In his pre-Budget Report this week, Alistair Darling announced new proposals to help people who are struggling to pay their mortgage and those who are struggling to secure one, protecting "first-time buyer demand, and long-term housing supply" which are the "two essential cornerstones of the housing market."
The Chancellor said that the property market needs immediate action to boost economic activity, with mortgage
lending down a third since March, and mortgages still harder to secure and less affordable since the beginning of the credit crunch, forcing house prices down by 11 per cent.
Mr Darling wants to "take steps to improve the supply of mortgages, avoid repossessions, and to increase the number of new homes." he told the House of Commons. As part of the plans, he is setting up a new group – the Lending Panel – to monitor new lending and to individuals and businesses and lending practices.
And the Chancellor also recognised the plight of existing homeowners as much as potential new ones, vowing to investigate how to "help ensure that those in work but facing financial difficulties can remain in their homes."
The implementation of repossession only as a last resort was emphasised in the report, and the Chancellor said that the banks have agreed to wait three months before starting repossession proceedings if a homeowner is facing difficulties. But this has already been widely recognised by the majority of lenders for which this has been general practice for some time.
The Chancellor outlined an increase in the upper limit of the Support for Mortgage Interest scheme which covers mortgage interest payments for those who have lost their jobs while they look for a new one. The scheme will now pay out for mortgages up to £200,000, an increase from the present limit of £100,000, and the interest rate threshold will remain at six per cent, despite a 1.5 per cent cut in the base rate to three per cent this month.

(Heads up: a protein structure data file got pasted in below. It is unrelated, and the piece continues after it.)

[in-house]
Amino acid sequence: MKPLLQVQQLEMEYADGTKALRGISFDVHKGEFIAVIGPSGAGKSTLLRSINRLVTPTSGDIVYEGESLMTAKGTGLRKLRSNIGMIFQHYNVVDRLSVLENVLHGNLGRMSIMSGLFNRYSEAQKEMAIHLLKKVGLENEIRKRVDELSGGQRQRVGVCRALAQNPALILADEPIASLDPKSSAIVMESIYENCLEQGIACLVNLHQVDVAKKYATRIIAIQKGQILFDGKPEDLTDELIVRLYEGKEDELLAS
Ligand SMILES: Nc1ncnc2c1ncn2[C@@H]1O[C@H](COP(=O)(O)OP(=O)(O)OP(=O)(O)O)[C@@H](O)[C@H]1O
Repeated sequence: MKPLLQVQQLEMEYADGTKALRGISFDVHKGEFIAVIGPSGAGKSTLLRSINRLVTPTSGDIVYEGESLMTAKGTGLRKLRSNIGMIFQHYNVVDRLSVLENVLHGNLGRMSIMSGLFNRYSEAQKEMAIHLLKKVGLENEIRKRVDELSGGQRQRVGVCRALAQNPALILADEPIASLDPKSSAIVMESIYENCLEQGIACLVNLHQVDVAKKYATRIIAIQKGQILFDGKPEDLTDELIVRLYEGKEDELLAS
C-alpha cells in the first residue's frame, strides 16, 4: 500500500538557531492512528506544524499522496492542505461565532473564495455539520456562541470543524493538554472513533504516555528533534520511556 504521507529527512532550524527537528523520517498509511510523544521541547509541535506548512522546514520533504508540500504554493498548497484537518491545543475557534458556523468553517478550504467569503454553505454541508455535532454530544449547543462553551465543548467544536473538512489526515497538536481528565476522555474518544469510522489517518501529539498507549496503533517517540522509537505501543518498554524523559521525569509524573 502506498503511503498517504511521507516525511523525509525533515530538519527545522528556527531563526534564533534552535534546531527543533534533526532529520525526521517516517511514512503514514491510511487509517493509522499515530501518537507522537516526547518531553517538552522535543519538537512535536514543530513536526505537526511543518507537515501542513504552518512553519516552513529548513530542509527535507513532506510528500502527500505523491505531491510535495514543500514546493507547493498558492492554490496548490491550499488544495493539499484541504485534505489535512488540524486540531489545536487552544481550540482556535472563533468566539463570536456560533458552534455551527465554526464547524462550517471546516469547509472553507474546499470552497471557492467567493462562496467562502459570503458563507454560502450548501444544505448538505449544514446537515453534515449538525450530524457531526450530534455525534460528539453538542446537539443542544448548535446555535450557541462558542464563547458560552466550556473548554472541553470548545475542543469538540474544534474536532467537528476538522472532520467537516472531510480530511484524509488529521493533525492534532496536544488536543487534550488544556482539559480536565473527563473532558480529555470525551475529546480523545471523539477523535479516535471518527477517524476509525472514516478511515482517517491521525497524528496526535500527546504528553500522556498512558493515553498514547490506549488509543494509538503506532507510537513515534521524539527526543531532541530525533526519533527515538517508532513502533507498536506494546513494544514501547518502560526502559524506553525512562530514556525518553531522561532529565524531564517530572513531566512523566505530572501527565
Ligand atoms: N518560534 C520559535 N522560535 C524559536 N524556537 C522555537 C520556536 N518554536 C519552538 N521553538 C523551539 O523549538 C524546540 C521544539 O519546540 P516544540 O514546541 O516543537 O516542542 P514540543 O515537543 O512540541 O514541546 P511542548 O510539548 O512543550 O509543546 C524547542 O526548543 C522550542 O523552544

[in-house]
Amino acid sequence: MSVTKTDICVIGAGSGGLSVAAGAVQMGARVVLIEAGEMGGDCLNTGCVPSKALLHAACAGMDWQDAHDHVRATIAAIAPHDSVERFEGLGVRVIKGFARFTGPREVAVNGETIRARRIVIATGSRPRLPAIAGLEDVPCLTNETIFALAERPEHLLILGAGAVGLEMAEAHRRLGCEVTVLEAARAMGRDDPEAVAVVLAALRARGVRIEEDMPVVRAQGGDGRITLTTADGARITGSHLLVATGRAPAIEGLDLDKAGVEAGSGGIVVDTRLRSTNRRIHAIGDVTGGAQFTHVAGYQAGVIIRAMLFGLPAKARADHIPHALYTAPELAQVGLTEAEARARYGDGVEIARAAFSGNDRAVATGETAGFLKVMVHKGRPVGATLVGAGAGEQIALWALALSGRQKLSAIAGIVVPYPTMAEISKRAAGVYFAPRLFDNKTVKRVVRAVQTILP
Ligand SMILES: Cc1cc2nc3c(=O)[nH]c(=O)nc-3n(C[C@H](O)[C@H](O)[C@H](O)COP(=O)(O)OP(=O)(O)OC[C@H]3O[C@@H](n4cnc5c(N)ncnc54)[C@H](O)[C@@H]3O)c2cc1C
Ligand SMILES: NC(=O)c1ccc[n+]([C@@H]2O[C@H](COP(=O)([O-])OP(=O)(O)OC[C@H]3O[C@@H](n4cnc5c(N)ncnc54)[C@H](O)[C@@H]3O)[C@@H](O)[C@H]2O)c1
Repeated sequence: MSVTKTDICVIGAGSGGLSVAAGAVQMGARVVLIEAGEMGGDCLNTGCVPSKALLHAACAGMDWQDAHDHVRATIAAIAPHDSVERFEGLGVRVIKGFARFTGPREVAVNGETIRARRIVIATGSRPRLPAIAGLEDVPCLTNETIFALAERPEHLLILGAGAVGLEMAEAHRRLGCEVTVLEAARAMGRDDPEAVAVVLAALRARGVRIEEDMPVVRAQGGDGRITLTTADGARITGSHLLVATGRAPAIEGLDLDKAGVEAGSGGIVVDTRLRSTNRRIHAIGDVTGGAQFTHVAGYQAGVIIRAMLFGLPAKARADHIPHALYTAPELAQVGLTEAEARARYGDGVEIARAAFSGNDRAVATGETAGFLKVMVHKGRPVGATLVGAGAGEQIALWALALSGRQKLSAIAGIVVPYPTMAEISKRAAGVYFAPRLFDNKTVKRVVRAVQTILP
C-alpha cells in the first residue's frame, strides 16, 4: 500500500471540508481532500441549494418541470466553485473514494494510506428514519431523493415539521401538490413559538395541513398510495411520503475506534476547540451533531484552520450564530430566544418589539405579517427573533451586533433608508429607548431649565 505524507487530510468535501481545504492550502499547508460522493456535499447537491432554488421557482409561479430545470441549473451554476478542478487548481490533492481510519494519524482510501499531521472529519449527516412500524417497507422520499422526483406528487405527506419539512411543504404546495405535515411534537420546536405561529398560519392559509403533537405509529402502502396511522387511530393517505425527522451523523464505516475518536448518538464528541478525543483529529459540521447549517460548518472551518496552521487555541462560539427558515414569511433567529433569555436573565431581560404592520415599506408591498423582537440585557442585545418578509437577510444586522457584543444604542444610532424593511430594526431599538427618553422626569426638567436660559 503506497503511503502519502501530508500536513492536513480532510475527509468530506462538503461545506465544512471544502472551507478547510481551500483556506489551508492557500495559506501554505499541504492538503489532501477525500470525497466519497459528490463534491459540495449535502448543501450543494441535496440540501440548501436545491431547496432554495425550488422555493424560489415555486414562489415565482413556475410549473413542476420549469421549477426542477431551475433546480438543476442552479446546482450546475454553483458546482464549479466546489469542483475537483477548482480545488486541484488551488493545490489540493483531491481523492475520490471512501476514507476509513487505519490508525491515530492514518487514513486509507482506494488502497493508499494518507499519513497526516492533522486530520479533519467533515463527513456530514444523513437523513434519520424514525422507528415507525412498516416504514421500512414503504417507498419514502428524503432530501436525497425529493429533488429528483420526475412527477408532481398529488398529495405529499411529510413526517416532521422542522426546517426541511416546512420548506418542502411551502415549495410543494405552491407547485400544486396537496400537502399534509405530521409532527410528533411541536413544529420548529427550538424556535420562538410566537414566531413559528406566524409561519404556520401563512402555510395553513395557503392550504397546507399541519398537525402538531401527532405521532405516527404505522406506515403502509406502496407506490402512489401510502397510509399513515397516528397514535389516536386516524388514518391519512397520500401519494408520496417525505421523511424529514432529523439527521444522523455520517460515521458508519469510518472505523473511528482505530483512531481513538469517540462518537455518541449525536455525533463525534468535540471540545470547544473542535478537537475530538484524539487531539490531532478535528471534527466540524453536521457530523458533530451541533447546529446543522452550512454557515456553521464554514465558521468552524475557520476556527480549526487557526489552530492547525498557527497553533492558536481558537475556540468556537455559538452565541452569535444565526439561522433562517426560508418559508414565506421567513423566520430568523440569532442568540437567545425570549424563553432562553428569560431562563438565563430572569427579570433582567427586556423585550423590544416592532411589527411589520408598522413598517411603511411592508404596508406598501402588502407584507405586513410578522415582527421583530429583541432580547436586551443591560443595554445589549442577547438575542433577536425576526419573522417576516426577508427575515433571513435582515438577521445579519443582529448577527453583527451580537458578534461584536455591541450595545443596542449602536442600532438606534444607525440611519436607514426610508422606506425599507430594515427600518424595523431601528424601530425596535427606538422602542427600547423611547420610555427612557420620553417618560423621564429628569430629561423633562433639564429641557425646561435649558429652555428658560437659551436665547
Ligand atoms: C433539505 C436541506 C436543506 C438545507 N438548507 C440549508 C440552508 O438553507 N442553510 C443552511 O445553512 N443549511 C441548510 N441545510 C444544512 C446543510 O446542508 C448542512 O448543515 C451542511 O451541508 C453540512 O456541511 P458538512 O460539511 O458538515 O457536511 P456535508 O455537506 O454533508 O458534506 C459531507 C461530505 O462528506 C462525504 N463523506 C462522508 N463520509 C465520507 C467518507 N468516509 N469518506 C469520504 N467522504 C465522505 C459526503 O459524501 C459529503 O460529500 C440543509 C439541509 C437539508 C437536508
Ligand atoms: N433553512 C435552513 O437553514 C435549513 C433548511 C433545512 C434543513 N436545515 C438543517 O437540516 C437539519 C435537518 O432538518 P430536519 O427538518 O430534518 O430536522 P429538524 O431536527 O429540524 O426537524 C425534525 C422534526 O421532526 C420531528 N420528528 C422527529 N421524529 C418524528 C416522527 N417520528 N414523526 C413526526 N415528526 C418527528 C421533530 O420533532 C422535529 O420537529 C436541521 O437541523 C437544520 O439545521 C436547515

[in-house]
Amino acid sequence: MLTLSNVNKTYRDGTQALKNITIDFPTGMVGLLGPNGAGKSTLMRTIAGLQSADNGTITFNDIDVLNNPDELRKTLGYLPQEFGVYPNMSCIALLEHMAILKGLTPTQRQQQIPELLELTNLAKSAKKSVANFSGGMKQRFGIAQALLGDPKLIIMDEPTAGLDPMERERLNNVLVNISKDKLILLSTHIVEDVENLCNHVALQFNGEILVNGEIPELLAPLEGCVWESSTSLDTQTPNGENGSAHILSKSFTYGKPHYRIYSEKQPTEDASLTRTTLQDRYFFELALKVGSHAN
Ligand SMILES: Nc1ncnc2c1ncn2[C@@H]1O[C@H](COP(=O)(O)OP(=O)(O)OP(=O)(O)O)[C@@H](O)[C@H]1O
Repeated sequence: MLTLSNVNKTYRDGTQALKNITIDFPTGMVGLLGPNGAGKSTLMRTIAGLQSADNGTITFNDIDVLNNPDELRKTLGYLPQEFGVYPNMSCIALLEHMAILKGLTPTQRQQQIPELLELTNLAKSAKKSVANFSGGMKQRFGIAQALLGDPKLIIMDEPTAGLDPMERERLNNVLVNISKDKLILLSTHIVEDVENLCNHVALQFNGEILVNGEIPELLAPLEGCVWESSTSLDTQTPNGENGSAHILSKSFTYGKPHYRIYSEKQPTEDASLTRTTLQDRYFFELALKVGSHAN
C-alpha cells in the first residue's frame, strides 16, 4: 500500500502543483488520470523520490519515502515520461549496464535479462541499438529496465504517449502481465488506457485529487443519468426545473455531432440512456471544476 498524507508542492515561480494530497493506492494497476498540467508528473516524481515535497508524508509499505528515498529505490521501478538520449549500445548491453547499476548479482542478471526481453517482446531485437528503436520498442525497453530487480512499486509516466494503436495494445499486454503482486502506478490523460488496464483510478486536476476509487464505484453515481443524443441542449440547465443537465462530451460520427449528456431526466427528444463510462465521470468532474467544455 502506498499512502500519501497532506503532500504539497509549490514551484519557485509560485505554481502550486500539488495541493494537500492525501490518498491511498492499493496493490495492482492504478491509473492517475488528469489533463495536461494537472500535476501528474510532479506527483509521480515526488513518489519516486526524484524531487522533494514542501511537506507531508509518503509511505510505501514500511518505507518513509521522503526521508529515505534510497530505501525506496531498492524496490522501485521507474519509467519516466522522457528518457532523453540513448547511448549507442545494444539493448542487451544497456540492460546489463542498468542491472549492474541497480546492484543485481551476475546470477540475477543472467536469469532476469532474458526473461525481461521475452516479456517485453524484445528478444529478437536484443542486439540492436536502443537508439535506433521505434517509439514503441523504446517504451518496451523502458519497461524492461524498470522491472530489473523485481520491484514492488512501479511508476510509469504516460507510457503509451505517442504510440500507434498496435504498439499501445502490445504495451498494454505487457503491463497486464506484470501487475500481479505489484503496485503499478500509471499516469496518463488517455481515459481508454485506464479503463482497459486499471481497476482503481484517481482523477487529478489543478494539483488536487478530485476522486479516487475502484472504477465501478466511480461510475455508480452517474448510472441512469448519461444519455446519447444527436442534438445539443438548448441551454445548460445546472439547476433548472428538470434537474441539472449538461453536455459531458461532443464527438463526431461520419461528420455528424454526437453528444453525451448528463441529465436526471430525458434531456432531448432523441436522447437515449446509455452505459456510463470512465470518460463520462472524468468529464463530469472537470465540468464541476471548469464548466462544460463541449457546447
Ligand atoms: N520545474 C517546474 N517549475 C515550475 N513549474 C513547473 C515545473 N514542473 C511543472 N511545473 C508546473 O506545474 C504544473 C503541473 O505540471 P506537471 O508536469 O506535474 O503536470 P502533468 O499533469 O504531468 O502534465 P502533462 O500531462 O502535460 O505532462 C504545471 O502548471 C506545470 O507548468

As part of the £200million lifeline for struggling mortgage customers, the Chancellor is extending the Mortgage Rescue Scheme, which helps vulnerable homeowners to stay in their homes, by including those at greater risk as a result of taking out a second mortgage.
An additional £775million will also be added to the existing £700million pledged to pay for new housing and to boost the market as a whole.
Mr Darling said that the new measures will "help homeowners of today stay in their homes – and help the homeowners of tomorrow buy their first home."
But some mortgage experts think that the Chancellor could have gone a lot further in his report.
Ray Boulger from mortgage broker John Charcol said that "A big disappointment in the PBR was the failure to take advantage of this golden opportunity to at least reduce stamp duty land tax, if not temporarily abolish it." because "A complete temporary suspension would have provided a very positive stimulus to the housing market".
Commenting on the PBR, director general of the Council of Mortgage Lenders (CML
), Michael Coogan, said: "Everything announced today is helpful, if modest. But it is vital to recognise that not all lenders are the same, and not all have received support from the Government's interventions in what remains a very difficult financial and economic environment."
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